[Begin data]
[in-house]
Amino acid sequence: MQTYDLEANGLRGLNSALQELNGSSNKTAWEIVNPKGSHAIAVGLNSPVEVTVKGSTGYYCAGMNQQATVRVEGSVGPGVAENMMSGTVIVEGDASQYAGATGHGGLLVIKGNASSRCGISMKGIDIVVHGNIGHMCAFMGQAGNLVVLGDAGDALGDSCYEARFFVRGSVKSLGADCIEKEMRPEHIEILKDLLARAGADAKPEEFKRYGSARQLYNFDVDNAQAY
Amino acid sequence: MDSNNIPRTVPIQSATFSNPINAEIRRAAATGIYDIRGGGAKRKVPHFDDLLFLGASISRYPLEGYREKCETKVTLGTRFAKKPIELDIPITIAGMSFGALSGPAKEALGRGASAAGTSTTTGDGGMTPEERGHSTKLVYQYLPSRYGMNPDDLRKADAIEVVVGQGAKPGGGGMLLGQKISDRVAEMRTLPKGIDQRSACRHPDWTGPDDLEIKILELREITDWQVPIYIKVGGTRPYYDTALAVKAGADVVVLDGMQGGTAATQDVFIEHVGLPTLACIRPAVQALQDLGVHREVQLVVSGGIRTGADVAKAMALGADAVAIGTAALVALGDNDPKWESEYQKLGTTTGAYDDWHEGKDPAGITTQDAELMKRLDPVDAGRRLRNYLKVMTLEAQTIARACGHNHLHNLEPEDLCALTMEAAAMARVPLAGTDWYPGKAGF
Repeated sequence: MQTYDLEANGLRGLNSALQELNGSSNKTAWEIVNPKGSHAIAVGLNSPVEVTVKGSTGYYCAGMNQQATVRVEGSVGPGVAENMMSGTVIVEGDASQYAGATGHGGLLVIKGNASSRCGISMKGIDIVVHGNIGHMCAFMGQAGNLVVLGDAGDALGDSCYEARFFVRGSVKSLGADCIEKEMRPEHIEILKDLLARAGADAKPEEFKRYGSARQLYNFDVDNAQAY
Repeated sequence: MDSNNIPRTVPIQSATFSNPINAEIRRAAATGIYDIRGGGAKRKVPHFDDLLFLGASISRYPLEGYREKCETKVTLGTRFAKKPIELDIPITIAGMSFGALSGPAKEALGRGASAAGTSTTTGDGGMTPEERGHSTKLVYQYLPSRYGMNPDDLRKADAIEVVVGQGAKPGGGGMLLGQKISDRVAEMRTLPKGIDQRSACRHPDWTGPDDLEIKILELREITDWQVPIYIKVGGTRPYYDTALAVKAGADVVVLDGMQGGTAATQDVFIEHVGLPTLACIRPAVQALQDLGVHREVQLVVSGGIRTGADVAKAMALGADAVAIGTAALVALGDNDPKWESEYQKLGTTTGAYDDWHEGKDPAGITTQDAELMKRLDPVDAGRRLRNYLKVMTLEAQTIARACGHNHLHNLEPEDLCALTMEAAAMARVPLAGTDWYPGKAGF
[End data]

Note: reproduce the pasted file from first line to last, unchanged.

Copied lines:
[in-house]
Amino acid sequence: MQTYDLEANGLRGLNSALQELNGSSNKTAWEIVNPKGSHAIAVGLNSPVEVTVKGSTGYYCAGMNQQATVRVEGSVGPGVAENMMSGTVIVEGDASQYAGATGHGGLLVIKGNASSRCGISMKGIDIVVHGNIGHMCAFMGQAGNLVVLGDAGDALGDSCYEARFFVRGSVKSLGADCIEKEMRPEHIEILKDLLARAGADAKPEEFKRYGSARQLYNFDVDNAQAY
Amino acid sequence: MDSNNIPRTVPIQSATFSNPINAEIRRAAATGIYDIRGGGAKRKVPHFDDLLFLGASISRYPLEGYREKCETKVTLGTRFAKKPIELDIPITIAGMSFGALSGPAKEALGRGASAAGTSTTTGDGGMTPEERGHSTKLVYQYLPSRYGMNPDDLRKADAIEVVVGQGAKPGGGGMLLGQKISDRVAEMRTLPKGIDQRSACRHPDWTGPDDLEIKILELREITDWQVPIYIKVGGTRPYYDTALAVKAGADVVVLDGMQGGTAATQDVFIEHVGLPTLACIRPAVQALQDLGVHREVQLVVSGGIRTGADVAKAMALGADAVAIGTAALVALGDNDPKWESEYQKLGTTTGAYDDWHEGKDPAGITTQDAELMKRLDPVDAGRRLRNYLKVMTLEAQTIARACGHNHLHNLEPEDLCALTMEAAAMARVPLAGTDWYPGKAGF
Repeated sequence: MQTYDLEANGLRGLNSALQELNGSSNKTAWEIVNPKGSHAIAVGLNSPVEVTVKGSTGYYCAGMNQQATVRVEGSVGPGVAENMMSGTVIVEGDASQYAGATGHGGLLVIKGNASSRCGISMKGIDIVVHGNIGHMCAFMGQAGNLVVLGDAGDALGDSCYEARFFVRGSVKSLGADCIEKEMRPEHIEILKDLLARAGADAKPEEFKRYGSARQLYNFDVDNAQAY
Repeated sequence: MDSNNIPRTVPIQSATFSNPINAEIRRAAATGIYDIRGGGAKRKVPHFDDLLFLGASISRYPLEGYREKCETKVTLGTRFAKKPIELDIPITIAGMSFGALSGPAKEALGRGASAAGTSTTTGDGGMTPEERGHSTKLVYQYLPSRYGMNPDDLRKADAIEVVVGQGAKPGGGGMLLGQKISDRVAEMRTLPKGIDQRSACRHPDWTGPDDLEIKILELREITDWQVPIYIKVGGTRPYYDTALAVKAGADVVVLDGMQGGTAATQDVFIEHVGLPTLACIRPAVQALQDLGVHREVQLVVSGGIRTGADVAKAMALGADAVAIGTAALVALGDNDPKWESEYQKLGTTTGAYDDWHEGKDPAGITTQDAELMKRLDPVDAGRRLRNYLKVMTLEAQTIARACGHNHLHNLEPEDLCALTMEAAAMARVPLAGTDWYPGKAGF